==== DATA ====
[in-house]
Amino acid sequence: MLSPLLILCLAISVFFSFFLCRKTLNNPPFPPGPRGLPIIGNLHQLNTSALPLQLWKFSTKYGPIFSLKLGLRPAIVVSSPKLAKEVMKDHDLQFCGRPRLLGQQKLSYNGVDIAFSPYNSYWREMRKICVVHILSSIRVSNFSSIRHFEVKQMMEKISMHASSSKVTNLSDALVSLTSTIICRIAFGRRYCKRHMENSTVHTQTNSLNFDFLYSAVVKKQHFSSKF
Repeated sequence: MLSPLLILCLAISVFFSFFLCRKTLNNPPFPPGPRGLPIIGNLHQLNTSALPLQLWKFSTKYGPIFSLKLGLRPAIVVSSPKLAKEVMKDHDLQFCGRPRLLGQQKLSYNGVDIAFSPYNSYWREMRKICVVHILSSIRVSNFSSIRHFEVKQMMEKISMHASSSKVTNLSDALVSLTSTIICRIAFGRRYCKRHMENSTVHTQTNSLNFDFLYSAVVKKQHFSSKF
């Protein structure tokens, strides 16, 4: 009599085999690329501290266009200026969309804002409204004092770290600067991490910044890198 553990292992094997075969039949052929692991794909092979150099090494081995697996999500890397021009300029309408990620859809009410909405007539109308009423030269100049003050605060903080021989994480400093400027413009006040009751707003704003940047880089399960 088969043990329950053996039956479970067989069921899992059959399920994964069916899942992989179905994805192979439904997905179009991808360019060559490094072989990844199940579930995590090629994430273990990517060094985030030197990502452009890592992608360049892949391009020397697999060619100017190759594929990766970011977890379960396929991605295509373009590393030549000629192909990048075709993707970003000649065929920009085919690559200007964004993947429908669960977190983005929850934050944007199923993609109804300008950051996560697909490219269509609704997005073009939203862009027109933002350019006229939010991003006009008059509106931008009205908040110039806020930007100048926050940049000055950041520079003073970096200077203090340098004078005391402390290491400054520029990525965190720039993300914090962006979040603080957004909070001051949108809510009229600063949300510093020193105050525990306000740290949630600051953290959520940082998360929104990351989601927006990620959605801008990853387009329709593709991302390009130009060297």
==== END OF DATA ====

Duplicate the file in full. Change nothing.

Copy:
[in-house]
Amino acid sequence: MLSPLLILCLAISVFFSFFLCRKTLNNPPFPPGPRGLPIIGNLHQLNTSALPLQLWKFSTKYGPIFSLKLGLRPAIVVSSPKLAKEVMKDHDLQFCGRPRLLGQQKLSYNGVDIAFSPYNSYWREMRKICVVHILSSIRVSNFSSIRHFEVKQMMEKISMHASSSKVTNLSDALVSLTSTIICRIAFGRRYCKRHMENSTVHTQTNSLNFDFLYSAVVKKQHFSSKF
Repeated sequence: MLSPLLILCLAISVFFSFFLCRKTLNNPPFPPGPRGLPIIGNLHQLNTSALPLQLWKFSTKYGPIFSLKLGLRPAIVVSSPKLAKEVMKDHDLQFCGRPRLLGQQKLSYNGVDIAFSPYNSYWREMRKICVVHILSSIRVSNFSSIRHFEVKQMMEKISMHASSSKVTNLSDALVSLTSTIICRIAFGRRYCKRHMENSTVHTQTNSLNFDFLYSAVVKKQHFSSKF
């Protein structure tokens, strides 16, 4: 009599085999690329501290266009200026969309804002409204004092770290600067991490910044890198 553990292992094997075969039949052929692991794909092979150099090494081995697996999500890397021009300029309408990620859809009410909405007539109308009423030269100049003050605060903080021989994480400093400027413009006040009751707003704003940047880089399960 088969043990329950053996039956479970067989069921899992059959399920994964069916899942992989179905994805192979439904997905179009991808360019060559490094072989990844199940579930995590090629994430273990990517060094985030030197990502452009890592992608360049892949391009020397697999060619100017190759594929990766970011977890379960396929991605295509373009590393030549000629192909990048075709993707970003000649065929920009085919690559200007964004993947429908669960977190983005929850934050944007199923993609109804300008950051996560697909490219269509609704997005073009939203862009027109933002350019006229939010991003006009008059509106931008009205908040110039806020930007100048926050940049000055950041520079003073970096200077203090340098004078005391402390290491400054520029990525965190720039993300914090962006979040603080957004909070001051949108809510009229600063949300510093020193105050525990306000740290949630600051953290959520940082998360929104990351989601927006990620959605801008990853387009329709593709991302390009130009060297």